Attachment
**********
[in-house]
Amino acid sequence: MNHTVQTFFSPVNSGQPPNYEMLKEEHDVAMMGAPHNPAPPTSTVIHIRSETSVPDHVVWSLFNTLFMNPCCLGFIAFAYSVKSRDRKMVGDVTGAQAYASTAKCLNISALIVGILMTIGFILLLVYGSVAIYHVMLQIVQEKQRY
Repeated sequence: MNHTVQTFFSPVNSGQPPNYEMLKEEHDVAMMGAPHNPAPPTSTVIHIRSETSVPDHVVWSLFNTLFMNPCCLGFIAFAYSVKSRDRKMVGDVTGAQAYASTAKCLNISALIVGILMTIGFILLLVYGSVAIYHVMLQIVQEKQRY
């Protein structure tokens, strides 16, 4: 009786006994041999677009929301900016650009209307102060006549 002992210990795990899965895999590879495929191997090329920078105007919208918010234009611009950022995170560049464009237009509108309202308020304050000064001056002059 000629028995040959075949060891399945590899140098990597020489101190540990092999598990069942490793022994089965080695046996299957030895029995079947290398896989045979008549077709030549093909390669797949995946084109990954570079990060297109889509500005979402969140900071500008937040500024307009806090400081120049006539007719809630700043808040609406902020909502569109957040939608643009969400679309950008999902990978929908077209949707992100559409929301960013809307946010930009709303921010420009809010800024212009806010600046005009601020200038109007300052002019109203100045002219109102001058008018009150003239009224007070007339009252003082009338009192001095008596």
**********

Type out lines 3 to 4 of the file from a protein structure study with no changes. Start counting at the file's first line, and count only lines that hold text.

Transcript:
Repeated sequence: MNHTVQTFFSPVNSGQPPNYEMLKEEHDVAMMGAPHNPAPPTSTVIHIRSETSVPDHVVWSLFNTLFMNPCCLGFIAFAYSVKSRDRKMVGDVTGAQAYASTAKCLNISALIVGILMTIGFILLLVYGSVAIYHVMLQIVQEKQRY
């Protein structure tokens, strides 16, 4: 009786006994041999677009929301900016650009209307102060006549 002992210990795990899965895999590879495929191997090329920078105007919208918010234009611009950022995170560049464009237009509108309202308020304050000064001056002059 000629028995040959075949060891399945590899140098990597020489101190540990092999598990069942490793022994089965080695046996299957030895029995079947290398896989045979008549077709030549093909390669797949995946084109990954570079990060297109889509500005979402969140900071500008937040500024307009806090400081120049006539007719809630700043808040609406902020909502569109957040939608643009969400679309950008999902990978929908077209949707992100559409929301960013809307946010930009709303921010420009809010800024212009806010600046005009601020200038109007300052002019109203100045002219109102001058008018009150003239009224007070007339009252003082009338009192001095008596």